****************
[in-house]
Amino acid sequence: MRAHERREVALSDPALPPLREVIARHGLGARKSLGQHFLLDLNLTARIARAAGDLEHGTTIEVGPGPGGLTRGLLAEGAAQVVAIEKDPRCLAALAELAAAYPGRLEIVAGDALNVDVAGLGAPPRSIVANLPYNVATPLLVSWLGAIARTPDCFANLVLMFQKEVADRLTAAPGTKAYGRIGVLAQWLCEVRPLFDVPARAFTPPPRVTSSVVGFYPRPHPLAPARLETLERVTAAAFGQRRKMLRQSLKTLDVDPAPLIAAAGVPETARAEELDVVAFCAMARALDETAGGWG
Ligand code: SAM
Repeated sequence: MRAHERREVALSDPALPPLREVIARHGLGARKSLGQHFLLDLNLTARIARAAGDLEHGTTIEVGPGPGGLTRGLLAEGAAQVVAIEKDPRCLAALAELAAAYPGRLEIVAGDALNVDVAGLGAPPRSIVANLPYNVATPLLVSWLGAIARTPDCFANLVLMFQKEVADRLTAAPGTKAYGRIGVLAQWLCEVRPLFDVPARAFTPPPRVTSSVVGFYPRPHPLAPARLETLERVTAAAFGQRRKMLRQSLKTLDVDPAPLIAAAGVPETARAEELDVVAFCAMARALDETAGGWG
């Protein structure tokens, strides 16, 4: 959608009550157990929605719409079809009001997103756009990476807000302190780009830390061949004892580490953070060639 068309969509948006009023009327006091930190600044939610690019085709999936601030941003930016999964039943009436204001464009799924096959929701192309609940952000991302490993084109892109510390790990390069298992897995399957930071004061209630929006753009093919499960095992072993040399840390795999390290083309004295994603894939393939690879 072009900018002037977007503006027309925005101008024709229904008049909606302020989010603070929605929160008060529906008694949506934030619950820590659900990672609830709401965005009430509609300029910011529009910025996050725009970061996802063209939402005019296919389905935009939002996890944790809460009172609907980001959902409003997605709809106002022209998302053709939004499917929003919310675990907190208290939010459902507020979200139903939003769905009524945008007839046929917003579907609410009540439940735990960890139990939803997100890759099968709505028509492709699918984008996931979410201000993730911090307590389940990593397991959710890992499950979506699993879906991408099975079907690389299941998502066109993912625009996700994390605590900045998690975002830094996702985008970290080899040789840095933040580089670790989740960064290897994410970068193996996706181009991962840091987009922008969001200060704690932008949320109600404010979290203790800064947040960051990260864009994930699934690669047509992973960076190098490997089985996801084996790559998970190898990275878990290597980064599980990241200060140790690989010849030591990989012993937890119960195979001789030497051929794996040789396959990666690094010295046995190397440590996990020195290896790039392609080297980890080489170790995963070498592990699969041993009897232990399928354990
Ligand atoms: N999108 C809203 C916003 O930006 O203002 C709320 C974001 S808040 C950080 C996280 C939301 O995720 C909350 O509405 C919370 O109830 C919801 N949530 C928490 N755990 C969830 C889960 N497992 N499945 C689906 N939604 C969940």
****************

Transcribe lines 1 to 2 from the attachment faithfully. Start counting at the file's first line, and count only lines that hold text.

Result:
[in-house]
Amino acid sequence: MRAHERREVALSDPALPPLREVIARHGLGARKSLGQHFLLDLNLTARIARAAGDLEHGTTIEVGPGPGGLTRGLLAEGAAQVVAIEKDPRCLAALAELAAAYPGRLEIVAGDALNVDVAGLGAPPRSIVANLPYNVATPLLVSWLGAIARTPDCFANLVLMFQKEVADRLTAAPGTKAYGRIGVLAQWLCEVRPLFDVPARAFTPPPRVTSSVVGFYPRPHPLAPARLETLERVTAAAFGQRRKMLRQSLKTLDVDPAPLIAAAGVPETARAEELDVVAFCAMARALDETAGGWG